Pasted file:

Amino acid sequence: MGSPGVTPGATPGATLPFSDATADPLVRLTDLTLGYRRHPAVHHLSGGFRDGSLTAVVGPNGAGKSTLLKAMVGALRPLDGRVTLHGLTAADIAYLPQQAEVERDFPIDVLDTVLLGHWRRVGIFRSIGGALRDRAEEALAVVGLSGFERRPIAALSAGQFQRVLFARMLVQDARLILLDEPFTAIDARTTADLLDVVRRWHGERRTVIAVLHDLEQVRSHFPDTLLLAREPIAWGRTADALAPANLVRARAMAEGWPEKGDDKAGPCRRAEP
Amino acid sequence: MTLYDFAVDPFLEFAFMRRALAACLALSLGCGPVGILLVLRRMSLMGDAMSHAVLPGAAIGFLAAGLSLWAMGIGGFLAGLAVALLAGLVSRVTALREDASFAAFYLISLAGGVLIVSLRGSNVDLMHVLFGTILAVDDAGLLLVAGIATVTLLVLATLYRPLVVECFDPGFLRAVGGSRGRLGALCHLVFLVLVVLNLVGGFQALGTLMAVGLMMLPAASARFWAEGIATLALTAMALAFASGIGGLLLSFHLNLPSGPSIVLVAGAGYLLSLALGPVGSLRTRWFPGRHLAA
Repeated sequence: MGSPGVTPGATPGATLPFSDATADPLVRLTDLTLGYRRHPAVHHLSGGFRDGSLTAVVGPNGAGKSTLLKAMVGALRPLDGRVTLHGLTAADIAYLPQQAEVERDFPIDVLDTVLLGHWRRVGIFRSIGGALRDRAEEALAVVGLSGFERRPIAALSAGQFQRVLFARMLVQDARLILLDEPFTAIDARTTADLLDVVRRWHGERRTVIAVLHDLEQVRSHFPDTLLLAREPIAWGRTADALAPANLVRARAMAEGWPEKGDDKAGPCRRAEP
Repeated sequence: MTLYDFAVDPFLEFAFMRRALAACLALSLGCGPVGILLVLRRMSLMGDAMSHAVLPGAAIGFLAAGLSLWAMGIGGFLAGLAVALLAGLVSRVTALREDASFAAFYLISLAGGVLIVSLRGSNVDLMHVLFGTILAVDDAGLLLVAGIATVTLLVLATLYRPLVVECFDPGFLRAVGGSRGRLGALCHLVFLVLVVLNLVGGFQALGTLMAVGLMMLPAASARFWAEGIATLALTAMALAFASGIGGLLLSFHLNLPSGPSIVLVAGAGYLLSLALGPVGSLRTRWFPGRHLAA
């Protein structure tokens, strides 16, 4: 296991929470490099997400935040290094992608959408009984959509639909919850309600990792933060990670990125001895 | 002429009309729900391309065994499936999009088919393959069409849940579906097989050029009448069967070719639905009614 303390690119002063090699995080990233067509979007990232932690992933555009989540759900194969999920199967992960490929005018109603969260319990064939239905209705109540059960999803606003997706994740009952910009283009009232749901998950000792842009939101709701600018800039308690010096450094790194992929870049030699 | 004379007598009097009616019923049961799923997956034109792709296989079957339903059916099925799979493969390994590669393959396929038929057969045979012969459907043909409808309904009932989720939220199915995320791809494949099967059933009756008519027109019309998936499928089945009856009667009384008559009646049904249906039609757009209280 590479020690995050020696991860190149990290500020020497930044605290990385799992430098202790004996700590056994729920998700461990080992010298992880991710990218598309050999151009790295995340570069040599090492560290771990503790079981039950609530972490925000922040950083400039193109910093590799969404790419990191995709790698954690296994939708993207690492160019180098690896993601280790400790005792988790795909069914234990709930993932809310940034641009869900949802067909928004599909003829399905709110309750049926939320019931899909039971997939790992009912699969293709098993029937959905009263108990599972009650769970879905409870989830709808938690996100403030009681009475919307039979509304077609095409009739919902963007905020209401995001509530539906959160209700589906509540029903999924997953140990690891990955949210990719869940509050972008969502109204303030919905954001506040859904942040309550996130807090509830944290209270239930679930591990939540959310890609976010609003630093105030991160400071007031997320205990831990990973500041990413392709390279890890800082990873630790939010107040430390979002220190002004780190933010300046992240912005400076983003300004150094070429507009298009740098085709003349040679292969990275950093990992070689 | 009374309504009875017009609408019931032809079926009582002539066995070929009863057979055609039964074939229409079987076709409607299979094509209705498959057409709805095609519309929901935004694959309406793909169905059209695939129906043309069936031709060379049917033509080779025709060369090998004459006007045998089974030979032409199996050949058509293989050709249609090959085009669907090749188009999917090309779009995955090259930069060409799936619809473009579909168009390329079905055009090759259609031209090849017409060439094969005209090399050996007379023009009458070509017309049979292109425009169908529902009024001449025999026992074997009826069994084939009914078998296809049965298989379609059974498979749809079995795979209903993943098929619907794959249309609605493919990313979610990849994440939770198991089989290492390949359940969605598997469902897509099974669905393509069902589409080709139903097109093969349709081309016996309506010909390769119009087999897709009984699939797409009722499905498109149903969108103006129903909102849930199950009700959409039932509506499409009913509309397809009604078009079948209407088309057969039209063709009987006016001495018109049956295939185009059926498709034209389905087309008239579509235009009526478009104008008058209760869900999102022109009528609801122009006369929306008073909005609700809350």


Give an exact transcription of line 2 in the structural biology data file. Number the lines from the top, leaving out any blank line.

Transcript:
Amino acid sequence: MTLYDFAVDPFLEFAFMRRALAACLALSLGCGPVGILLVLRRMSLMGDAMSHAVLPGAAIGFLAAGLSLWAMGIGGFLAGLAVALLAGLVSRVTALREDASFAAFYLISLAGGVLIVSLRGSNVDLMHVLFGTILAVDDAGLLLVAGIATVTLLVLATLYRPLVVECFDPGFLRAVGGSRGRLGALCHLVFLVLVVLNLVGGFQALGTLMAVGLMMLPAASARFWAEGIATLALTAMALAFASGIGGLLLSFHLNLPSGPSIVLVAGAGYLLSLALGPVGSLRTRWFPGRHLAA